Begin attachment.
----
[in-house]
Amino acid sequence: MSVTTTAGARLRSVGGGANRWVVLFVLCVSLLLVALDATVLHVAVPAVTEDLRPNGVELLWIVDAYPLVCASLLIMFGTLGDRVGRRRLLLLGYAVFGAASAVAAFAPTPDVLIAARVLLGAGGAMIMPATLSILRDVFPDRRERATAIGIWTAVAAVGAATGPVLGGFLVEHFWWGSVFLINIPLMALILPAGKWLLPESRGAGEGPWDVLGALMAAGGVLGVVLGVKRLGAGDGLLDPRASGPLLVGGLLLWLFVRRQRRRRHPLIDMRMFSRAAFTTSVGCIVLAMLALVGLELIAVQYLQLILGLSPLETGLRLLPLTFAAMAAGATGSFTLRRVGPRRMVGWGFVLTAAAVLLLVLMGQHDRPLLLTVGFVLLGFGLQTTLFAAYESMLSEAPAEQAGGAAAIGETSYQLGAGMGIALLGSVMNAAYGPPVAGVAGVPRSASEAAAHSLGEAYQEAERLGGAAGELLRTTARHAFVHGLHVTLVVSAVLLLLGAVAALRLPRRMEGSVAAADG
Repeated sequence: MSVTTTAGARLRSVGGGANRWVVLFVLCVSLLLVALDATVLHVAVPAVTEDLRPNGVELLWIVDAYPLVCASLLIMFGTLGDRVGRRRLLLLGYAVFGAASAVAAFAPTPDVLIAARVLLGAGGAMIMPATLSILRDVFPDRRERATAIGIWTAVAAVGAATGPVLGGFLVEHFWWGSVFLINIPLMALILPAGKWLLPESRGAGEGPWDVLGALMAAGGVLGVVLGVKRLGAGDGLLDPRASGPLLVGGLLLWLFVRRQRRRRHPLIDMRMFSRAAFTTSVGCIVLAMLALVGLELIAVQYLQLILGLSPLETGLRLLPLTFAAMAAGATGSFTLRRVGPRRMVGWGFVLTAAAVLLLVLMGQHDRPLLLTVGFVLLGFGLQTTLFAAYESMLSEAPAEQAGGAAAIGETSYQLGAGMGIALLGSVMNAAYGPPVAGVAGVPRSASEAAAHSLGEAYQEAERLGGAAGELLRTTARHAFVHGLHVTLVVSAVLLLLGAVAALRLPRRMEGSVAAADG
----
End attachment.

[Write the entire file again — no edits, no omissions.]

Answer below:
[in-house]
Amino acid sequence: MSVTTTAGARLRSVGGGANRWVVLFVLCVSLLLVALDATVLHVAVPAVTEDLRPNGVELLWIVDAYPLVCASLLIMFGTLGDRVGRRRLLLLGYAVFGAASAVAAFAPTPDVLIAARVLLGAGGAMIMPATLSILRDVFPDRRERATAIGIWTAVAAVGAATGPVLGGFLVEHFWWGSVFLINIPLMALILPAGKWLLPESRGAGEGPWDVLGALMAAGGVLGVVLGVKRLGAGDGLLDPRASGPLLVGGLLLWLFVRRQRRRRHPLIDMRMFSRAAFTTSVGCIVLAMLALVGLELIAVQYLQLILGLSPLETGLRLLPLTFAAMAAGATGSFTLRRVGPRRMVGWGFVLTAAAVLLLVLMGQHDRPLLLTVGFVLLGFGLQTTLFAAYESMLSEAPAEQAGGAAAIGETSYQLGAGMGIALLGSVMNAAYGPPVAGVAGVPRSASEAAAHSLGEAYQEAERLGGAAGELLRTTARHAFVHGLHVTLVVSAVLLLLGAVAALRLPRRMEGSVAAADG
Repeated sequence: MSVTTTAGARLRSVGGGANRWVVLFVLCVSLLLVALDATVLHVAVPAVTEDLRPNGVELLWIVDAYPLVCASLLIMFGTLGDRVGRRRLLLLGYAVFGAASAVAAFAPTPDVLIAARVLLGAGGAMIMPATLSILRDVFPDRRERATAIGIWTAVAAVGAATGPVLGGFLVEHFWWGSVFLINIPLMALILPAGKWLLPESRGAGEGPWDVLGALMAAGGVLGVVLGVKRLGAGDGLLDPRASGPLLVGGLLLWLFVRRQRRRRHPLIDMRMFSRAAFTTSVGCIVLAMLALVGLELIAVQYLQLILGLSPLETGLRLLPLTFAAMAAGATGSFTLRRVGPRRMVGWGFVLTAAAVLLLVLMGQHDRPLLLTVGFVLLGFGLQTTLFAAYESMLSEAPAEQAGGAAAIGETSYQLGAGMGIALLGSVMNAAYGPPVAGVAGVPRSASEAAAHSLGEAYQEAERLGGAAGELLRTTARHAFVHGLHVTLVVSAVLLLLGAVAALRLPRRMEGSVAAADG